To find out what the relationship is like between franchisees and franchisors in a particular system, talk to existing franchise owners and visit the corporate headquarters to meet with company officials.

"Don't talk to salespeople, who you'll probably never see again," says Siebert. "Meet the people you will be working with. Make sure that you have confidence in their ability and product, and that you can get along with them, because this will be a long-term relationship."

When he was deciding whether or not to purchase a Connoisseur franchise, Dunkle and his wife flew to Southern California to meet with the company's president, Sandy French.

"After meeting with Sandy, we knew the business was right for us," says Dunkle. "Sandy allows creativity within certain guidelines, which really appealed to us. I could tell that the opportunity was very much a win-win, team-oriented one."

When calling existing franchisees, don't ask them easy questions such as, Do you like the franchise? "Ask quantifiable questions, such as: `How much support do you get from the franchisor?'" suggests Siebert. "How frequently does a company representative visit? What services do they provide to you? How much money are you making? How long did it take you to break even?"

Miller called 30 franchisees before deciding to buy a Blimpie sandwich shop. "I asked them a lot of questions, such as if they were happy with what they were doing, what their sales and expense numbers were and what kind of support they got," she says.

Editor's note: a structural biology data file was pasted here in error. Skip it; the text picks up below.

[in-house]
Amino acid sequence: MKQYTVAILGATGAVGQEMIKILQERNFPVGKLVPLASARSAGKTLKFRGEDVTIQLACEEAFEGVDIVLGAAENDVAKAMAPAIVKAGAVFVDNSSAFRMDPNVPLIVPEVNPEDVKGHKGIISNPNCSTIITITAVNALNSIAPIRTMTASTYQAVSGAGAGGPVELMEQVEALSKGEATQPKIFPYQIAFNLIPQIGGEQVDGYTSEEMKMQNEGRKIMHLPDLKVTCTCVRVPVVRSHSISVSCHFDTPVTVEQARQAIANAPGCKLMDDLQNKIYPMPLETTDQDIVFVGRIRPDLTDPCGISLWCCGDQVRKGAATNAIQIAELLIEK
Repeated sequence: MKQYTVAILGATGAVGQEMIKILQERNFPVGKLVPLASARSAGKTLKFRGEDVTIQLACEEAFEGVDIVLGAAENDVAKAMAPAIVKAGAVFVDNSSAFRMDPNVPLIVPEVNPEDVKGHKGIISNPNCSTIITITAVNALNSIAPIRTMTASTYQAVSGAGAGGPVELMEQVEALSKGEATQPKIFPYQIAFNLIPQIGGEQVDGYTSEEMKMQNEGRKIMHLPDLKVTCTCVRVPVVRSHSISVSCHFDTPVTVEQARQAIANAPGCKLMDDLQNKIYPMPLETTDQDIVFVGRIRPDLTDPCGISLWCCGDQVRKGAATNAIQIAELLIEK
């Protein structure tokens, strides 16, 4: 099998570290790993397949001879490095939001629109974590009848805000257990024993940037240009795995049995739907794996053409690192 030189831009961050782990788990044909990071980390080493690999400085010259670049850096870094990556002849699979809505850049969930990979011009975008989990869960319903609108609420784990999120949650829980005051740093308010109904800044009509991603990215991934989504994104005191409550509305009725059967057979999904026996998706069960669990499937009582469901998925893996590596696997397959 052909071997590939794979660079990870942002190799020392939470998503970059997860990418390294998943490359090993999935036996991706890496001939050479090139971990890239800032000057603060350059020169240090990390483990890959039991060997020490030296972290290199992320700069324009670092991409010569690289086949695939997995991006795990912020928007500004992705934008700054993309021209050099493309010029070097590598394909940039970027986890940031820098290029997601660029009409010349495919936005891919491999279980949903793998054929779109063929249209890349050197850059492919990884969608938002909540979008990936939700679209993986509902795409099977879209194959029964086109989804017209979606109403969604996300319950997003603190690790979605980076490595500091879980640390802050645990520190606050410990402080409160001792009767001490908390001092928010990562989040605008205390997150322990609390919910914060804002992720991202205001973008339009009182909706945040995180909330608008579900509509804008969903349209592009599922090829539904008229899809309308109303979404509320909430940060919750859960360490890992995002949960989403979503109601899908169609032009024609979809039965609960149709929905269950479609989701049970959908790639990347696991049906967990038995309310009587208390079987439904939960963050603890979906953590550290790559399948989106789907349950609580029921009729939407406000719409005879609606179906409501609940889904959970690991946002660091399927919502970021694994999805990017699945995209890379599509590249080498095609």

How to Investigate a UFOC

An important part of deciding whether or not a franchise is right for you is investigating the Uniform Franchise Offering Circular (UFOC). Required by the Federal Trade Commission, this document discloses extensive information about the franchise, covering 23 subjects.

The UFOC should be reviewed carefully, because it provides information on some important points, such as your anticipated earnings. Franchisors aren't allowed to make earnings claims, so you must scrutinize the UFOC to get a good understanding of what kind of earnings you can expect.

Also look at the company's audited financial statements, because they can give you a big clue as to the average revenue of a unit.

"If a franchisor reports $1 million in annual royalty revenues and they charge a 10 percent royalty, then the total network volume is going to be $1 million divided by 10 percent, or $10 million," Siebert explains. "Divide that by the number of franchises in the system and that will give you the average reported revenue per franchisee."